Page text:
You can greatly improve how your oven performs by how you lay and manage the fire. Here’s how and why I build what Pat Manley calls “an upside down fire.” (Follow the link to an overlong video version). The first principle of fire requires applying to heat to fuel. When the fuel gets hot enough, it bursts into flame. But if you pile many pounds of wood on top of your kindling, it will take a long time before all your fuel can really start burning. Meanwhile, you’ll get a lot of smoke in your (and possibly your neighbors’) eyes, and you’ll lose a lot of fuel (all that smoke counts as unburnt fuel). So turn your fire upside down! It will start small, but a small fire can heat up quickly. As it does, it will drop down deeper to ignite more fuel in your stack. The stack itself should be as open as possible, and made of sticks that get progressively larger — tho I limit the size of the bottom sticks to about 2×4 or 3×3 inches. The reason to keep the fuel small also comes from a basic principle of fire, by which surface area and mixing of fuel with oxygen both limit the rate of burning — that’s why three sticks burn better than one or two. If you pack them too tight together, however, you won’t have enough room for the air to get in there and mix it up. Remember that burning means oxidation — to burn clean, fuel and oxygen must combine fast and complete. Otherwise, instead of creating heat with just a bit of water vapor and carbon dioxide, you get heat with a lot of poisonous gases.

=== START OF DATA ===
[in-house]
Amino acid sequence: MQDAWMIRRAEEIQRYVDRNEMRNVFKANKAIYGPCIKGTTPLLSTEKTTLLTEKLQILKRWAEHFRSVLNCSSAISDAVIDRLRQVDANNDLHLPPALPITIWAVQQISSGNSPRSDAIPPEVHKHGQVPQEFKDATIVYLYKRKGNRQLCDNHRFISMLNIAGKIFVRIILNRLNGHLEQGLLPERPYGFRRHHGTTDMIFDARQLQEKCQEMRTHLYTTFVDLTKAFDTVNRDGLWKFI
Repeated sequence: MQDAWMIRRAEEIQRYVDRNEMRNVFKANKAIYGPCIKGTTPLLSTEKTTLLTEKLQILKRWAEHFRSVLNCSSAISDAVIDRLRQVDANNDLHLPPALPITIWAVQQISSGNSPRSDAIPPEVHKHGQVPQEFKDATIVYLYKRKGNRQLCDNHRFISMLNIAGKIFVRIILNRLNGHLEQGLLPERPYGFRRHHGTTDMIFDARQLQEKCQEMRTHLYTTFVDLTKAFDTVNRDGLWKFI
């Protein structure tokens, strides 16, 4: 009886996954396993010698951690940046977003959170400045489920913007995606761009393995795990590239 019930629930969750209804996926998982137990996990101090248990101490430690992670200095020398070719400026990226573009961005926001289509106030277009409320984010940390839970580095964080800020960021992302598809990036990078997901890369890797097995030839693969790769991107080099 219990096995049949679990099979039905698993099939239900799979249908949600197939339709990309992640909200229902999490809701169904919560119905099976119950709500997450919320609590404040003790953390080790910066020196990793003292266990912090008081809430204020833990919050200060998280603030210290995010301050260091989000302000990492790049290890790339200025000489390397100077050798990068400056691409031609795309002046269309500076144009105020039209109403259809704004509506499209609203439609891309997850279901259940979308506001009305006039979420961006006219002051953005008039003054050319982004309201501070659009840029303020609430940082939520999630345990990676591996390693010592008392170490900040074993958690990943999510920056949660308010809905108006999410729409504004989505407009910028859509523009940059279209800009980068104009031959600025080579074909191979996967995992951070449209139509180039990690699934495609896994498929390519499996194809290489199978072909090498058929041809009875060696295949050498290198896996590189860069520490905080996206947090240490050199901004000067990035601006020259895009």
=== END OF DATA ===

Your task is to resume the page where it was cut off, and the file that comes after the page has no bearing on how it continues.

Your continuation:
When your fire generates enough heat to engage all the fuel, you’ll have a roaring fire that’s hot enough to ignite another (small) load of fuel. It’s important to load only as much fuel as your fire can heat up and burn quickly. Otherwise, not only will you get a smokier fire, you’ll also need a lot more time and wood to get your oven hot — as much as twice as much fuel, and a third more time.
It makes a real difference! (See the video)